Want to give WMATA some feedback about your experience with Metrorail, Metrobus, or MetroAccess? Amplify, the agency’s new “customer community” that launched Monday, might help you (and 4,999 others) with that.

Image from WMATA.

Amplify is designed to solicit feedback from a subset of rail, bus, and paratransit users, the goal being to gather information and ideas to help “shape the direction of Metro.” WMATA is looking for 5,000 riders who fit specific demographics and use the system or are “transit professionals.” These select few will be allowed to sign up and contribute in the first phase of the program.

Amplify has a big job ahead of it

WMATA’s Customer Research department hopes Amplify will “become a valuable tool in building the relationship between Metro and our customers.” More specifically, WMATA wants to use Amplify to bounce ideas off of riders and get their feedback on various current and proposed topics.

Amplify will be made up of 5,000 people; WMATA’s goal is 2300 bus, 2300 rail, and 200 Access regular riders, plus 200 various transit professionals.

One possible application for Amplify: when Metro was evaluatingthe proposed service cut to benefit Blue Line riders earlier this year, theproposal went through the Riders’ Advisory Council first, then was pitched to the WMATA Board of Directors, then ultimately, itappears, was discarded. In a case like this, WMATA could could solicit the feedback Amplify’s 5,000 participants to gauge their reaction instead of (or in addition to) the RAC. Depending on the input feedback stage, Metro could have had a better idea earlier onof how the proposal would go over with a larger audience of riders.

Things aren’t that far along, with WMATA only having sent Amplify members an initial poll to get their demographic info and another asking about day-to-day experiences. But based on initial reactions to the new program, Amplify’s work is quite likely cut out for it.

When asked how much riders think WMATA cares about their day-to-day experience, under 15% said “a great deal” or “quite a bit”, whereas the vast majority of participants went with “somewhat” or “very little.” Around 15% of other voters chose “not at all.” It is unclear how many of the program’s 5,000 participants have taken the poll, but the general mindset of those already allowed in seems pretty clear.

Amplify won’t be the one-stop shop for Metro discussions

Both in Monday’s press release and earlier in a presentation to the RAC, WMATA noted that Amplify is not meant to eliminate or replace their other methods of obtaining feedback. WMATA currently uses phone and web-based surveys in addition to other tools, which will continue to be used.

Amplify is also not a replacement for receiving individualized customer service feedback from WMATA on social media or elsewhere. Twitter may not always deliver targeted, actionable information the agency wants, but it’s still a good medium for riders to share thoughts and experiences.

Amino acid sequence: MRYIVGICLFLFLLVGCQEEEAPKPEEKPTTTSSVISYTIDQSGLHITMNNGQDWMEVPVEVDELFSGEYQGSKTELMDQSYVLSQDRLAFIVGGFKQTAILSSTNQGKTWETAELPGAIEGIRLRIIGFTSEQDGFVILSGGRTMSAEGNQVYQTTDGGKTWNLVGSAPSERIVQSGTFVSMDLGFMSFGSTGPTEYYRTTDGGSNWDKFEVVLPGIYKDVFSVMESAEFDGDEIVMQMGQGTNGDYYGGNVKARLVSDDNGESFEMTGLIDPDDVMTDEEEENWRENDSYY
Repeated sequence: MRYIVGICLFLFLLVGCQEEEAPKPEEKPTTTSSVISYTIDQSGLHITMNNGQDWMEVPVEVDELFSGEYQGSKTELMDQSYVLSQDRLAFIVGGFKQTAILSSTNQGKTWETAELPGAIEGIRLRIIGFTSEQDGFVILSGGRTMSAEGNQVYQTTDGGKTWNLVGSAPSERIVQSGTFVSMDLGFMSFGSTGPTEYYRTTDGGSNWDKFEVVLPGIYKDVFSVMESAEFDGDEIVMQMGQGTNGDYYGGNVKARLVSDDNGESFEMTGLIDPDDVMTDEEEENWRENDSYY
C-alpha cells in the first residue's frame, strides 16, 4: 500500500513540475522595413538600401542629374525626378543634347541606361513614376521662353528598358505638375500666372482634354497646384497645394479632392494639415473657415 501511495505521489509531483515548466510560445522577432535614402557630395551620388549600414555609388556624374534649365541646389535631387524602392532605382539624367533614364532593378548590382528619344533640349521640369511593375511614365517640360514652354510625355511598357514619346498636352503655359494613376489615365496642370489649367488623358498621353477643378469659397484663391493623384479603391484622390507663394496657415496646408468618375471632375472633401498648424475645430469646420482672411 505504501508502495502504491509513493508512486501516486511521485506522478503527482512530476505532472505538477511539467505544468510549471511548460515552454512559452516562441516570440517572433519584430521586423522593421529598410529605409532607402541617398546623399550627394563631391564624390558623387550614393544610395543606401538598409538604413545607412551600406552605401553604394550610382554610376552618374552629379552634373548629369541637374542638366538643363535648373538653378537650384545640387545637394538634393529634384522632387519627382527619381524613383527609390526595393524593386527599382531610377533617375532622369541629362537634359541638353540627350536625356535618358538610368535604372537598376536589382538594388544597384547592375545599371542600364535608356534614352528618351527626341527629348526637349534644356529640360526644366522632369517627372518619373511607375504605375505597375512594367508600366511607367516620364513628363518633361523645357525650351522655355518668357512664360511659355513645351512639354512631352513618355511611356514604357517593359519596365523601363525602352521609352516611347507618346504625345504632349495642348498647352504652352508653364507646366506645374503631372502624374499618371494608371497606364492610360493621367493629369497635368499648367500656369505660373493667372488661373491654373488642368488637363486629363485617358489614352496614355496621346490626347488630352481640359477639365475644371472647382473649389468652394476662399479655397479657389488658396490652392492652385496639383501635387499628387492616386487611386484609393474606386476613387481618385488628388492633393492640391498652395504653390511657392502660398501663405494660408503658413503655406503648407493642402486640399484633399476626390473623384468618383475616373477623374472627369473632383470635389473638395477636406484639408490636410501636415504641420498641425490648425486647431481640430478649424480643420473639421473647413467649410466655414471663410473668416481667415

WMATA described Amplify’s pros and cons in a presentation with RAC:

Image from WMATA.

Amplify won’t grant instant gratification

By the very nature of the structured collection of data that the program will use (surveys, polls, and tools that have defined answers), it is not going to be an instant cure to solving WMATA’s communication woes or service disruptions. It may help gather data from riders more quickly, but like any dataset requires proper analysis. Hopefully the platform is put to good use, specific questions, surveys, polls, and forums are created on it to collect feedback, and hopefully that’s all analyzed.

In addition, the wording of the press release makes it sound like more riders will be able to participate in the future. The 5,000 let in on Monday are in the “first phase” of Amplify, insinuating there will be a second and larger phase. This would ultimately be useful since as 5,000 people is under 1% of Metrorail’s daily ridership and may or may not be representative of the larger pool. However, we don’t know when a second or future phase would be.

The most important thing Amplify can do is communicate back with its participants. Taking in data for use by the agency from a reasonably-sized group of actual riders is fantastic, but doing something with that data is key, and showing that the agency is using the data is what makes everything work.

 

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Stephen Repetski is a Virginia native and has lived in the Fairfax area for over 20 years. He has a BS in Applied Networking and Systems Administration from Rochester Institute of Technology and works in Information Technology. Learning about, discussing, and analyzing transit (especially planes and trains) is a hobby he enjoys.